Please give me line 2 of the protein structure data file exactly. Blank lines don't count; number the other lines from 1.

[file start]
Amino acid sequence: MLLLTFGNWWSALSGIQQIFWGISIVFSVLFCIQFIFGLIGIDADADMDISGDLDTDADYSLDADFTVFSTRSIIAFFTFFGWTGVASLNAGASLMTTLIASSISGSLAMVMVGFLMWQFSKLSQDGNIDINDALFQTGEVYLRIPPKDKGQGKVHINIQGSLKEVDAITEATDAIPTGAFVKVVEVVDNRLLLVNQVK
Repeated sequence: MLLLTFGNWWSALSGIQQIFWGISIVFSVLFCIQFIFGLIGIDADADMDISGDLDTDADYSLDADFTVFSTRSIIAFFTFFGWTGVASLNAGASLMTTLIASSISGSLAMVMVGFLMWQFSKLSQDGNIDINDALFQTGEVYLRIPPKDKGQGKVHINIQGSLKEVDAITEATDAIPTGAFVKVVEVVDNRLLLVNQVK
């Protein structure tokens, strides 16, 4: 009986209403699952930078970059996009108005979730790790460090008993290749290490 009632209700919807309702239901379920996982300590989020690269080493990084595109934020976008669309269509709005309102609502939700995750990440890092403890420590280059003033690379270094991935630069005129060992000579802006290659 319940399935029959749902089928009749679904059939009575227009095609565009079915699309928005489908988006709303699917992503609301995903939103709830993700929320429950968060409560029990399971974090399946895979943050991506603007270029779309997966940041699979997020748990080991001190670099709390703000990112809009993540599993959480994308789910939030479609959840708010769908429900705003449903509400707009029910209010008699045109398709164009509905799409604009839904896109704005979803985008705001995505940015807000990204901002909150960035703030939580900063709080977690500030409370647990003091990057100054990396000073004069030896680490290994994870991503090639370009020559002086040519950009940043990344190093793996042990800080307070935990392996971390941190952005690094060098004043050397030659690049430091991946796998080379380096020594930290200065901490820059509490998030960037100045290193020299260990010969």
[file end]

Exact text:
Repeated sequence: MLLLTFGNWWSALSGIQQIFWGISIVFSVLFCIQFIFGLIGIDADADMDISGDLDTDADYSLDADFTVFSTRSIIAFFTFFGWTGVASLNAGASLMTTLIASSISGSLAMVMVGFLMWQFSKLSQDGNIDINDALFQTGEVYLRIPPKDKGQGKVHINIQGSLKEVDAITEATDAIPTGAFVKVVEVVDNRLLLVNQVK